Audio and Multi-Channel Video Installation:
Historian Suzanne O'Brien has written that
"the privileging of written documents works to exclude from history...the voices of the kind of people comfort women represent - the female, the impoverished, the colonized, the illiterate, and the racially and ethnically oppressed. These people have left few written records of their experiences, and therefore are denied a place in history."
In the audio installation, when people pick up a phone handset, they can hear the voices of "comfort women" survivors on one side which contrasts with the voice of a Japanese soldier on the opposite side.
In the multi-channel video installation, the Korean, Taiwanese, Indonesian, Chinese, and Dutch "comfort women" survivors, and a former Japanese soldier talk about their experiences at the military comfort stations, as well as their everyday hopes and dreams, and who they are as people. These women also sing their favorite traditional folk songs in Korean, Taiwanese, Chinese, and Dutch. This presents the women as individuals rather than as victims and highlights the experiences we all share, in order to put these monumental events in context. These are the stories and voices of the survivors.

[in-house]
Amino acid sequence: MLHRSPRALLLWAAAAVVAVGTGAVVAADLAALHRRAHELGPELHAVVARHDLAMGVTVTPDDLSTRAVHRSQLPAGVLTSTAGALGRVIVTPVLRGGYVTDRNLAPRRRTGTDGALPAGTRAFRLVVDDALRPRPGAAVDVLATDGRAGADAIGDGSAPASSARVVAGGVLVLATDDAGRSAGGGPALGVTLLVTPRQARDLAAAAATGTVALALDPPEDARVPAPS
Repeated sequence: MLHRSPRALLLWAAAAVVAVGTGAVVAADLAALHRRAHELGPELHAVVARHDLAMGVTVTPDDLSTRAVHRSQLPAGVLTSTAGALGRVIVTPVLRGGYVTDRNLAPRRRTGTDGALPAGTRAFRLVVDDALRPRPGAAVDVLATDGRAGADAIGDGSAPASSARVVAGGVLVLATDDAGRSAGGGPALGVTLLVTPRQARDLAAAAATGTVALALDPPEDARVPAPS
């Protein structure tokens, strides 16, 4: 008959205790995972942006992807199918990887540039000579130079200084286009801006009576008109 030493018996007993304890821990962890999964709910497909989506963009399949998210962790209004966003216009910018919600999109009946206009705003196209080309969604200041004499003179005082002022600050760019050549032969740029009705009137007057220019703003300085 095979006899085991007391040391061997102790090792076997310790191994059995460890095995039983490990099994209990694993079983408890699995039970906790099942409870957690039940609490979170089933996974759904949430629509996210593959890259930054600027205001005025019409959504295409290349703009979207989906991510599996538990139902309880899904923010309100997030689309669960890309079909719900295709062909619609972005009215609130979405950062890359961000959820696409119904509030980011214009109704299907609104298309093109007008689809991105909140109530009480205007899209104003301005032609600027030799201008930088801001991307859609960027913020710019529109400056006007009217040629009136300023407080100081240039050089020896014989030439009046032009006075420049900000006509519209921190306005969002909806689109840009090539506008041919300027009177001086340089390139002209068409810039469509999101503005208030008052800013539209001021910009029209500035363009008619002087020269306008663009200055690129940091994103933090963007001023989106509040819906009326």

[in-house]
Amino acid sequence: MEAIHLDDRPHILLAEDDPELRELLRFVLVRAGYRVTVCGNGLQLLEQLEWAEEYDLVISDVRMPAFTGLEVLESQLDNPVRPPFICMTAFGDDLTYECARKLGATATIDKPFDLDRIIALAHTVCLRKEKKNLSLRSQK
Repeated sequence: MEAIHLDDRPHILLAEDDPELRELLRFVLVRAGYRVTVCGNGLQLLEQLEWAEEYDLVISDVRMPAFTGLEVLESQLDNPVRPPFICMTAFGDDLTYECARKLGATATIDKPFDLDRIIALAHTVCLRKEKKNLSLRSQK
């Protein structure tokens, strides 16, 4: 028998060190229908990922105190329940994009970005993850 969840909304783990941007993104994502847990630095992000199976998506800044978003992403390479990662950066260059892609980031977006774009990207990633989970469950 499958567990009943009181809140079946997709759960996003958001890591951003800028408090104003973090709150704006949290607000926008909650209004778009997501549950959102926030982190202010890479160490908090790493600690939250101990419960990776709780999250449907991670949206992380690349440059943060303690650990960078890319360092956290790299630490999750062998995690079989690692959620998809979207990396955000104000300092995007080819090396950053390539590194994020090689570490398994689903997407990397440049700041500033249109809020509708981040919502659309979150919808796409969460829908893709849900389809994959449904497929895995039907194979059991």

Another projection shows three videos simultaneously, of former military comfort stations in China and Indonesia. The three comfort stations depicted in the video are "Dai Salon," the first comfort station ever in Asia; "Mei Mei Li," a large complex of buildings in Shanghai; and an Indonesian comfort station which existed in a former Dutch officer's house in Java. This video is about the history and memory of place.
Despite growing awareness of the issue of trafficking of women and of sexual slavery as a crime against humanity, this particular recent historical event has gone largely unacknowledged. COMFORT WOMEN WANTED attempts to bring to light this instance of organized violence against women, and to create a constructive dialogue for the future by acknowledging their place in history.
My deepest respect and admiration for all of the courageous "comfort women" survivors I have met.